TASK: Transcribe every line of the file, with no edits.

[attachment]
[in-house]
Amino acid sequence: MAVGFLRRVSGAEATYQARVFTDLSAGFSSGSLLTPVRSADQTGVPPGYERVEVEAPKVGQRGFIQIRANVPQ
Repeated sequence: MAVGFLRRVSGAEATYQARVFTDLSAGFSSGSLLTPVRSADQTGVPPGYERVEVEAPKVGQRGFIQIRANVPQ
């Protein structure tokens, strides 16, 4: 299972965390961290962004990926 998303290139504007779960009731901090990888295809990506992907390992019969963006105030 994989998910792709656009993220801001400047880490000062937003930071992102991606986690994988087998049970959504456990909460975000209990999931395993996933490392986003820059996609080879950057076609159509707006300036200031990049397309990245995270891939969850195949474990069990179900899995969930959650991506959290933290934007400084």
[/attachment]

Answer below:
[in-house]
Amino acid sequence: MAVGFLRRVSGAEATYQARVFTDLSAGFSSGSLLTPVRSADQTGVPPGYERVEVEAPKVGQRGFIQIRANVPQ
Repeated sequence: MAVGFLRRVSGAEATYQARVFTDLSAGFSSGSLLTPVRSADQTGVPPGYERVEVEAPKVGQRGFIQIRANVPQ
């Protein structure tokens, strides 16, 4: 299972965390961290962004990926 998303290139504007779960009731901090990888295809990506992907390992019969963006105030 994989998910792709656009993220801001400047880490000062937003930071992102991606986690994988087998049970959504456990909460975000209990999931395993996933490392986003820059996609080879950057076609159509707006300036200031990049397309990245995270891939969850195949474990069990179900899995969930959650991506959290933290934007400084």